Everything You Need to Know About Your Baby’s First Teeth - Harmony Dental Care

Everything You Need to Know About Your Baby’s First Teeth

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everything you need to know about your babys first teeth

Seeing the first baby tooth, a tiny white bud sprouting in your little one’s mouth is one of the most exciting milestones in your journey as a parent. Treating baby teeth contributes largely to the long-term oral health of your baby. Therefore, being as knowledgeable as possible about teething is extremely important. This article particularly covers when the teething process for children begins, the discomfort and pain a child feels during this time, how to handle it, how to care properly for baby teeth to avoid cavities and decay, and your child’s first visit to our dental clinic near you.

A baby’s first tooth

First, it is necessary to know that there is a wide range of variability about when exactly a baby starts teething. For some, it could occur around four months; for others, it may be closer to 12 months until the first tooth appears. From the time the first tooth appears until around 24 months, a baby grows 20 primary teeth. (10 on the top and 10 on the bottom). Remembering that dental care starts even before the first tooth appears is key. Make it a habit to use a soft wet washcloth to rub and clean the baby’s gums gently. It helps stimulate the gums and also helps implement a daily oral care regimen for you and your child.

How to ease the discomfort associated with teething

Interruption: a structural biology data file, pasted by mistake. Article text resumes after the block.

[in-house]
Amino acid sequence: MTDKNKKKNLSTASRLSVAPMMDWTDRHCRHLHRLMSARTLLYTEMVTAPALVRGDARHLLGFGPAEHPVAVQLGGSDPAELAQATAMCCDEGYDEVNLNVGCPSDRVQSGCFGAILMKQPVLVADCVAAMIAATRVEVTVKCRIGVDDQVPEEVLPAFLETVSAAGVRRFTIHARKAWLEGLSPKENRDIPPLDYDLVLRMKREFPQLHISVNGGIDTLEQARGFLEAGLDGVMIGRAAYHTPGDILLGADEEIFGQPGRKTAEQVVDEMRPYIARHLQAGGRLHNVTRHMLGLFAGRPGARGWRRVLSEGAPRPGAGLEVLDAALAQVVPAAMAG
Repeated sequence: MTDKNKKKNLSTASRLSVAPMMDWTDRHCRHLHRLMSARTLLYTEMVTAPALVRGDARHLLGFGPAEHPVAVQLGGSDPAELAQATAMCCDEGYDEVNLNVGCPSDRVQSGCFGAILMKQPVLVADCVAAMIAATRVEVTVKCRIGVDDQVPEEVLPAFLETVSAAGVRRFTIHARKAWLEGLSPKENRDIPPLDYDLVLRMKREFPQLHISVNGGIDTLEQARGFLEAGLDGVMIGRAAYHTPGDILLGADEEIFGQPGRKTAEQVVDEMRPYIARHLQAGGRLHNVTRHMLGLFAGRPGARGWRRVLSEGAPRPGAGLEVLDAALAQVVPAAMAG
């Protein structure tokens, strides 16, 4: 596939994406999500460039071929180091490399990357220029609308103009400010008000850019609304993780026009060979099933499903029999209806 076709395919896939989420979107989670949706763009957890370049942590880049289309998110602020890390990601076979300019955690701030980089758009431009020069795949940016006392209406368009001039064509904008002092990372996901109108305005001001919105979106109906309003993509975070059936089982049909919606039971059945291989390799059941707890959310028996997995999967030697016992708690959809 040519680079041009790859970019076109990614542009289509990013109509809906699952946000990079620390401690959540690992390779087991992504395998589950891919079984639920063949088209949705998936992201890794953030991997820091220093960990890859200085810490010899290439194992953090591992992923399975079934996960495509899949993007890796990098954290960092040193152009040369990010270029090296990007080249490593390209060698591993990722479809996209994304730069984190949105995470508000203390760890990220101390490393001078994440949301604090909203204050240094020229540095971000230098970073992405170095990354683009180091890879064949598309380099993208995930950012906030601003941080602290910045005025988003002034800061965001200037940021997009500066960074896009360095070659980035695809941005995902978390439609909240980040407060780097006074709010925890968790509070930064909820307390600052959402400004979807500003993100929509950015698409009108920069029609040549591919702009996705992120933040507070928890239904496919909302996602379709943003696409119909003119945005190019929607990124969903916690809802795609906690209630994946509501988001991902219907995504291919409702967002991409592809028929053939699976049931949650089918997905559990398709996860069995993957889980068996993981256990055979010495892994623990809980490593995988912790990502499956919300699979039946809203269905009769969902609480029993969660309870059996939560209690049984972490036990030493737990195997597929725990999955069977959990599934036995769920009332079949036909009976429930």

Teething or developing teeth naturally causes discomfort or soreness for a child. You will notice differences in their behaviour; they may become fussier and have difficulty falling asleep during the first teething stage. The very first eruptions of teeth are often the worst. It gets better once the baby acclimates to the feeling of teeth. The following are some of the common symptoms of teething:

  • Excessive drooling
  • A mild fever
  • Red/sore gums
  • Being fussy and irritable
  • A runny nose
  • A mild rash around the mouth
  • Loss of appetite

While the above symptoms are common, parents should always be cautious about extreme symptoms since they could point to a more serious health issue. One of the best and easiest ways to ease a child’s discomfort is by providing them with something safe to chew on. Cold teething rings are quite effective in soothing and numbing pain or discomfort, but remember to allow them to unthaw after you take them out of the freezer to avoid damaging gums. If the pain causes too much discomfort, speak to our dentist in Waterloo about any further measures, including giving the child an infant-strength pain reliever.

Caring for baby teeth

As mentioned, cleaning and caring for baby teeth is essential even before they appear. After cleaning and massaging babies’ gums, it will be easier to brush their teeth once they erupt. Using toothpaste is not necessary immediately, and using low-fluoride toothpaste is okay. Once the child is 3 years of age, you can use a pea-sized amount of fluoride toothpaste. Start brushing your teeth twice a day as early as possible.

The Canadian Dental Association (CDA) recommends the first visit to our childrens dentist near you within the first year. It helps make the environment at our dental office familiar to the child, which will prevent developing an unnecessary aversion to dental visits when the child grows older. Our pediatric dentist in Waterloo will check if the development of teeth is normal and if there are no serious dental problems that need early attention. They also will not hesitate to offer children-friendly dental tips.